Posted by TheFallen on March 11, 2002
In Reply to: Seven years of college down the drain posted by ESC on March 11, 2002
: : : : I have always understood that people who behave according to the letter of the law maybe technically correct, but may miss the point or spirit of why the law was made in the first place.
: : : : I have used the phrase, "he's sticking to the letter of the law" in a disparaging way. However, I have found people I've met here in the US using the same phrase in exactly the opposite sense. Also, when they say he's acting in the spirit of the law, they mean it in a negative way.
: : : My usage of the term matches your understanding, and I'd be interested if you could give a reference to the opposite use.
: : : When I attended George Washington University (Washington D.C.) in the 60s, most students dressed for class in what we would now call business casual. In an attempt to upgrade the students' appearence the Administration decreed that male students must wear a shirt and tie to classes. Since GWU is known for it's excellence as a University that teaches law, the students complied with the letter of the law and began wearing tattered T-shirts - with a tie - to class. They also abandonded socks with their shoes, and wore ragged cut-off shorts.
: : : The Administration soon realized that dress codes could be written with ever increasing stipulations that students would circumvent, and repealed the dress code.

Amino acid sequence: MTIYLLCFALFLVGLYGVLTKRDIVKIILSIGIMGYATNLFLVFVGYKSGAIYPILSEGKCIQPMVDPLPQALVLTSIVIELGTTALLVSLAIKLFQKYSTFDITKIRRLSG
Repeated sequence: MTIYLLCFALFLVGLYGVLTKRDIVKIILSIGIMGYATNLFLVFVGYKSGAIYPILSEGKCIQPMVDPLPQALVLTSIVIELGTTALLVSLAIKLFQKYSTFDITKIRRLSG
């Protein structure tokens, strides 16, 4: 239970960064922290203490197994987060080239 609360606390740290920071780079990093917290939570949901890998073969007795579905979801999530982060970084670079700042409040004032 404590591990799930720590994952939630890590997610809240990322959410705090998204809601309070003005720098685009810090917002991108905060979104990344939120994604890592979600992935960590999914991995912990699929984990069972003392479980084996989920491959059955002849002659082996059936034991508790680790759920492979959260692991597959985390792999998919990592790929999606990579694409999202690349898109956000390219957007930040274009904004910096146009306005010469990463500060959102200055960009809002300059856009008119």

: : : The students went back to their their normal decent attire, and common sense ruled once again.
: : Amazing story. I attended the U. of California at Berkeley in the 60s. Tattered T shirts and cutoffs would have been an upgrade there.
: I had an extended college career. What my brother-in-law called my "tour of colleges." In the late 60s women had to wear dresses to classes and the cafeteria. Then in the early to mid 70s it was worn out jeans and T-shirts. After the mid-70s it was back to "stylin'" What do kids wear now, I wonder?
To throw my own shame into the melting-pot, when I was at college in the very early 80's, I was most often to be found in a collarless "grand-dad" shirt, jeans so tight and straight-legged that I risked gangrene of my feet, and pairs of primary coloured shoes with white laces, all topped off with a battered linen jacket to be worn often with the sleeves rolled up. As to today's wear, from my limited observations, we have a clear north and south gender divide. Female students seem to be wearing crop-tops, where the crop creeps ever higher nosewards as time goes by, and male students seem to be set on wearing jeans cut for someone like John Goodman, belted somewhere about the knees to prevent them falling off. I suppose that almost sensibly, the girls have decided that the young female midriff is often an attractive thing to show off, but with typical male idiocy, the guys have decided that what everyone wants to see is most of their underwear.